The Primary Engineer programme for 2017/18, which aims to encourage primary-school-age children into engineering careers, culminated with a celebration event at Ford’s Dunton Technical Centre.
Around 120 students from 20 local schools took part in a day of competition to showcase the electric vehicle projects they had worked on for the previous eight months of the academic year.
Primary Engineer, a non-profit organisation, run a variety of engineering-based courses to make engineering fun and exciting, helping to inspire the next generation of engineers. Starting with a teacher-training day in October 2017, Primary Engineer linked Ford engineers with local schools to boost awareness of STEM related professions and support teachers and students in the practical aspects of the course.
“It is well recognised that introducing engineering principles to primary aged children can make a real difference in how they view the industry,” said Sarah Haslam, Product Vehicle Team (PVT) Manager, Ford of Europe. “The Primary Engineer programme leaves students with a positive impression of engineering as a creative and fun industry. This can only be a net benefit for the future.”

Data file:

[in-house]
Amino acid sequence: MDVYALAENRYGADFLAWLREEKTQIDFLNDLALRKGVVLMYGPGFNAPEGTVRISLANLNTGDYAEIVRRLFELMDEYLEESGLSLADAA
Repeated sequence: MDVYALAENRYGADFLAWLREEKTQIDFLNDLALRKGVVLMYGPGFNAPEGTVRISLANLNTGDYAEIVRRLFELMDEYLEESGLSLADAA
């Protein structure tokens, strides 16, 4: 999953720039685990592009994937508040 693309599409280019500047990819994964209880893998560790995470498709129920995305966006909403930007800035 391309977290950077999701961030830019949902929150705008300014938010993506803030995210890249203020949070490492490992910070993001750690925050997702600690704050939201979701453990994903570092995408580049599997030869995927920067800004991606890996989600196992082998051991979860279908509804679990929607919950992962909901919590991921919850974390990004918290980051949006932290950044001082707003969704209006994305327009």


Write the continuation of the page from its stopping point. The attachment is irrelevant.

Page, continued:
Ford Motor Company Fund, a non-profit organisation and the philanthropic arm of Ford Motor Company, supported Primary Engineer with a £15,000 grant to execute this programme. Ford Fund invests in innovative programmes focused on Education, Sustainable Communities and Safe, Smart Mobility. Ford has renewed this partnership for the 2018/19 academic year.
“The support offered by Ford allowed us to bring Primary Engineer programmes to schools across Essex, culminating in this fantastic celebration event,” said Dr Susan Scurlock, CEO and Founder, Primary Engineer. “The pupils have acquired a range of skills and shown a flair for engineering, and with our continued partnership with Ford we look forward to inspiring the next generation of engineers.”
Ford and Primary Engineer are both active partners of the Year of Engineering, a government campaign aimed at reducing the skills gap within the engineering industry. Government envoy to the campaign, Stephen Metcalfe MP, attended the event and gave a speech to the young students about the important role engineering plays in the UK economy.